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Breese v. BF Staffing presents evidence that the temporary staffing agency is not the injured worker’s employer

February 10, 2021

Bonny Breese was placed through a temporary staffing agency as a leasing consultant for an apartment building. While working, she sustained multiple injuries when her shoe got caught and she fell. She sought ongoing disability benefits and payment of medical bills from BF Staffing. BF Staffing denied that Ms. Breese was an employee and the Workers’ Compensation Judge (WCJ) agreed, denying her claim petition.

The Workers’ Compensation Appeals Board (WCAB) had to review whether the WCJ erred in determining that she was not an employee. It is the Claimant’s burden to establish there is an employee-employer relationship. During testimony, it was established that the apartment management company, not the temporary employment agency, provided office space and equipment, controlled her hours and work assignments, and had the authority to fire her. Thus, the WCAB agreed with the WCJ’s findings that the temporary staffing agency was not her employer and therefore, not obliged to provide Workers’ Compensation benefits.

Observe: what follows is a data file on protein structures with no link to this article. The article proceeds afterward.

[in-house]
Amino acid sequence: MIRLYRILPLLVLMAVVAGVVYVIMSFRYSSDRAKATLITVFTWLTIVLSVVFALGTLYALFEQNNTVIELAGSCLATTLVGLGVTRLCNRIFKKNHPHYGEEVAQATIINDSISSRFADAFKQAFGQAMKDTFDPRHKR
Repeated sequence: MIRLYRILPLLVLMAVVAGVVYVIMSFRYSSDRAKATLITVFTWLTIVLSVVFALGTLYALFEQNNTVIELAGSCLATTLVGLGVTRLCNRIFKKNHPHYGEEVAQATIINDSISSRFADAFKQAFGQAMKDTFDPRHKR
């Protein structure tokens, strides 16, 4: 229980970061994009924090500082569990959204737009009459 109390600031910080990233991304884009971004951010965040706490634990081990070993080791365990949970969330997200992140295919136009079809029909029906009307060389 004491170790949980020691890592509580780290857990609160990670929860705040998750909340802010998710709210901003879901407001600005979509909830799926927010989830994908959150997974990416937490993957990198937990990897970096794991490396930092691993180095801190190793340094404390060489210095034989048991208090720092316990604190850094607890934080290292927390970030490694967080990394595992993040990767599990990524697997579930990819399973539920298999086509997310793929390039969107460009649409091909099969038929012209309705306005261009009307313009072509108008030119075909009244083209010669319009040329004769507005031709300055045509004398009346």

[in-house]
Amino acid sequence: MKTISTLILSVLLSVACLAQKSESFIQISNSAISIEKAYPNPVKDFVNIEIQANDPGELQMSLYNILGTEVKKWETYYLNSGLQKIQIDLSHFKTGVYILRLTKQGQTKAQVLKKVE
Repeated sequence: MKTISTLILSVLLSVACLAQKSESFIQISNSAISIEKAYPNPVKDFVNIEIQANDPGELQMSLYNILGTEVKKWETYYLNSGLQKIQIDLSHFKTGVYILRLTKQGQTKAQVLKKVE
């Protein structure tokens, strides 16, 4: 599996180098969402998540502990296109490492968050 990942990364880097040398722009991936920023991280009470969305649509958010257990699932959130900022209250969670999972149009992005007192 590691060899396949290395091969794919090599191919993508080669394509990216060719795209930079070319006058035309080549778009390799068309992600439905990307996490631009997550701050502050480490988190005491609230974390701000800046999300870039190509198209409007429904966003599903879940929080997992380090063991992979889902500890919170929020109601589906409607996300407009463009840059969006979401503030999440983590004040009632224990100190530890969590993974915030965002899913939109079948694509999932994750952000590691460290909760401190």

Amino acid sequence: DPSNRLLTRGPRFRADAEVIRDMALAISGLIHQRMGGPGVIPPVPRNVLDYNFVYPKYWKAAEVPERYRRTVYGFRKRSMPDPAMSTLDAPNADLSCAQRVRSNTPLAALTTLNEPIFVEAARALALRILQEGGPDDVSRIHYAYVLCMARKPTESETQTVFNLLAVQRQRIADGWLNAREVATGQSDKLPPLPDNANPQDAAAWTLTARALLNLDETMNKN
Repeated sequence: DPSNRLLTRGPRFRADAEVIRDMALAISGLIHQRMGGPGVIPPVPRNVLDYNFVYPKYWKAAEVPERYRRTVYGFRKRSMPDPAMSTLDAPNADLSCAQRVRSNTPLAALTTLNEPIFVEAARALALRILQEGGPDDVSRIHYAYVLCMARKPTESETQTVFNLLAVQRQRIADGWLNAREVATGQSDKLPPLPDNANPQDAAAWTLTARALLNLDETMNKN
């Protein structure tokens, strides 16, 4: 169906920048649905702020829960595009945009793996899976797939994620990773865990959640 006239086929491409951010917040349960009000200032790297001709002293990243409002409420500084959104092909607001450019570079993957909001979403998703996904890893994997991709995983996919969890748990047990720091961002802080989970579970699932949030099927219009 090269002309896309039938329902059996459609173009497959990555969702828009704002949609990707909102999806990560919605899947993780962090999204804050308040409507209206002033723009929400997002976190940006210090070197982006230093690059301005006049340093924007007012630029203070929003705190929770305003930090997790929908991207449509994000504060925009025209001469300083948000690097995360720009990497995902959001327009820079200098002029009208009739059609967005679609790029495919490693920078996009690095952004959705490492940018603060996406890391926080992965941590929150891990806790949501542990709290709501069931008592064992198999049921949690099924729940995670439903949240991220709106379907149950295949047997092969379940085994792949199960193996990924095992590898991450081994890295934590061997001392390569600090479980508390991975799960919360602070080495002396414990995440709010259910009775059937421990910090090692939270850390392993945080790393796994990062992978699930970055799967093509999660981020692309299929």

What does this mean? It can be unclear who the true employer is when a working with a temporary staffing agency. It is imperative to look at who controls the employee’s hours, duties and has hiring and firing rights to understand the employee-employer relationship. If you have questions about your Workers’ Compensation claim, contact us online or call (412) 338-1177.

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